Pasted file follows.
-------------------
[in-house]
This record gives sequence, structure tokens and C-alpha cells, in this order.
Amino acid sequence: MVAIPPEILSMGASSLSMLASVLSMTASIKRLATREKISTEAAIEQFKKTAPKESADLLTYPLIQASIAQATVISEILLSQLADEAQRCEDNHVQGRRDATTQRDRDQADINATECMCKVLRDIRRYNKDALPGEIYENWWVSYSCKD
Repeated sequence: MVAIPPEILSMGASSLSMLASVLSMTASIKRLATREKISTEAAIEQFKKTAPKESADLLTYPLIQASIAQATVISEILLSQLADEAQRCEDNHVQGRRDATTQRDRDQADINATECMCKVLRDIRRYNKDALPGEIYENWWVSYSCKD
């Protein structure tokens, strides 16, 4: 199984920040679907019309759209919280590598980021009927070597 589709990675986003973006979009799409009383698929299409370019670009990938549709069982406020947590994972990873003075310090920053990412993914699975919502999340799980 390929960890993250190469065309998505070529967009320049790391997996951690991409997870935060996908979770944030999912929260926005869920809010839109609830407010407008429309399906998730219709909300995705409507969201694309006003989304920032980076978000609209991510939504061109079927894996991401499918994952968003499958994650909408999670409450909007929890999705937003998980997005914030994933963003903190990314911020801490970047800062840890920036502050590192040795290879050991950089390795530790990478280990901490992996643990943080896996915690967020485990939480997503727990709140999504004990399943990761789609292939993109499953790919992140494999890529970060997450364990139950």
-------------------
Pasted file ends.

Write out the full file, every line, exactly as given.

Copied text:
[in-house]
This record gives sequence, structure tokens and C-alpha cells, in this order.
Amino acid sequence: MVAIPPEILSMGASSLSMLASVLSMTASIKRLATREKISTEAAIEQFKKTAPKESADLLTYPLIQASIAQATVISEILLSQLADEAQRCEDNHVQGRRDATTQRDRDQADINATECMCKVLRDIRRYNKDALPGEIYENWWVSYSCKD
Repeated sequence: MVAIPPEILSMGASSLSMLASVLSMTASIKRLATREKISTEAAIEQFKKTAPKESADLLTYPLIQASIAQATVISEILLSQLADEAQRCEDNHVQGRRDATTQRDRDQADINATECMCKVLRDIRRYNKDALPGEIYENWWVSYSCKD
């Protein structure tokens, strides 16, 4: 199984920040679907019309759209919280590598980021009927070597 589709990675986003973006979009799409009383698929299409370019670009990938549709069982406020947590994972990873003075310090920053990412993914699975919502999340799980 390929960890993250190469065309998505070529967009320049790391997996951690991409997870935060996908979770944030999912929260926005869920809010839109609830407010407008429309399906998730219709909300995705409507969201694309006003989304920032980076978000609209991510939504061109079927894996991401499918994952968003499958994650909408999670409450909007929890999705937003998980997005914030994933963003903190990314911020801490970047800062840890920036502050590192040795290879050991950089390795530790990478280990901490992996643990943080896996915690967020485990939480997503727990709140999504004990399943990761789609292939993109499953790919992140494999890529970060997450364990139950």